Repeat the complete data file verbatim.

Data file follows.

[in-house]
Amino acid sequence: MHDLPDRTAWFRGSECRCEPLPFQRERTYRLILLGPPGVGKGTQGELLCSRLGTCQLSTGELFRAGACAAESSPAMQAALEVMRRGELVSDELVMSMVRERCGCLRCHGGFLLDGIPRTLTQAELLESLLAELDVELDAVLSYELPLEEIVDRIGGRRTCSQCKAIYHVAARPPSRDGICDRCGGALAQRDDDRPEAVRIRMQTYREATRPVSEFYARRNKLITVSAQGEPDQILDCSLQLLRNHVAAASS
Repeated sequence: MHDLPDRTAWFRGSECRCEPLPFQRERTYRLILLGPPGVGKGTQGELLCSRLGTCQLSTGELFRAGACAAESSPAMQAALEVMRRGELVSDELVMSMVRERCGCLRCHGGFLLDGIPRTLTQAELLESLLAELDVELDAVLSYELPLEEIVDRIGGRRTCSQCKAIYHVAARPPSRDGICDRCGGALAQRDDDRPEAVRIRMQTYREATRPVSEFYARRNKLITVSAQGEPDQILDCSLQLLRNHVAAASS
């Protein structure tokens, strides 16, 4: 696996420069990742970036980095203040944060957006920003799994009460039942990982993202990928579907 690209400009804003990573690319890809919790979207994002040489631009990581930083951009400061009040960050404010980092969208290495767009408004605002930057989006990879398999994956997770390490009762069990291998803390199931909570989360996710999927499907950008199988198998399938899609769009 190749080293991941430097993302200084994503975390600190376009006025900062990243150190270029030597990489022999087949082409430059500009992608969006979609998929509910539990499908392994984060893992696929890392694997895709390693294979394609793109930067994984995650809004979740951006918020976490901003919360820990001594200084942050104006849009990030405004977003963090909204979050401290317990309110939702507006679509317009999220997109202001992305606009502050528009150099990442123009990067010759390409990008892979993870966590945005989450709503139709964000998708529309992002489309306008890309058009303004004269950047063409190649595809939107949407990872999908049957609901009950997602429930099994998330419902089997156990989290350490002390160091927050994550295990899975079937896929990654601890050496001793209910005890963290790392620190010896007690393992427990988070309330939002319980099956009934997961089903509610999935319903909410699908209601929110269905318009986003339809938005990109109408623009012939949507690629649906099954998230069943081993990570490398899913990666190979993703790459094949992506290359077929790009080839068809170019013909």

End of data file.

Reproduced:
[in-house]
Amino acid sequence: MHDLPDRTAWFRGSECRCEPLPFQRERTYRLILLGPPGVGKGTQGELLCSRLGTCQLSTGELFRAGACAAESSPAMQAALEVMRRGELVSDELVMSMVRERCGCLRCHGGFLLDGIPRTLTQAELLESLLAELDVELDAVLSYELPLEEIVDRIGGRRTCSQCKAIYHVAARPPSRDGICDRCGGALAQRDDDRPEAVRIRMQTYREATRPVSEFYARRNKLITVSAQGEPDQILDCSLQLLRNHVAAASS
Repeated sequence: MHDLPDRTAWFRGSECRCEPLPFQRERTYRLILLGPPGVGKGTQGELLCSRLGTCQLSTGELFRAGACAAESSPAMQAALEVMRRGELVSDELVMSMVRERCGCLRCHGGFLLDGIPRTLTQAELLESLLAELDVELDAVLSYELPLEEIVDRIGGRRTCSQCKAIYHVAARPPSRDGICDRCGGALAQRDDDRPEAVRIRMQTYREATRPVSEFYARRNKLITVSAQGEPDQILDCSLQLLRNHVAAASS
């Protein structure tokens, strides 16, 4: 696996420069990742970036980095203040944060957006920003799994009460039942990982993202990928579907 690209400009804003990573690319890809919790979207994002040489631009990581930083951009400061009040960050404010980092969208290495767009408004605002930057989006990879398999994956997770390490009762069990291998803390199931909570989360996710999927499907950008199988198998399938899609769009 190749080293991941430097993302200084994503975390600190376009006025900062990243150190270029030597990489022999087949082409430059500009992608969006979609998929509910539990499908392994984060893992696929890392694997895709390693294979394609793109930067994984995650809004979740951006918020976490901003919360820990001594200084942050104006849009990030405004977003963090909204979050401290317990309110939702507006679509317009999220997109202001992305606009502050528009150099990442123009990067010759390409990008892979993870966590945005989450709503139709964000998708529309992002489309306008890309058009303004004269950047063409190649595809939107949407990872999908049957609901009950997602429930099994998330419902089997156990989290350490002390160091927050994550295990899975079937896929990654601890050496001793209910005890963290790392620190010896007690393992427990988070309330939002319980099956009934997961089903509610999935319903909410699908209601929110269905318009986003339809938005990109109408623009012939949507690629649906099954998230069943081993990570490398899913990666190979993703790459094949992506290359077929790009080839068809170019013909």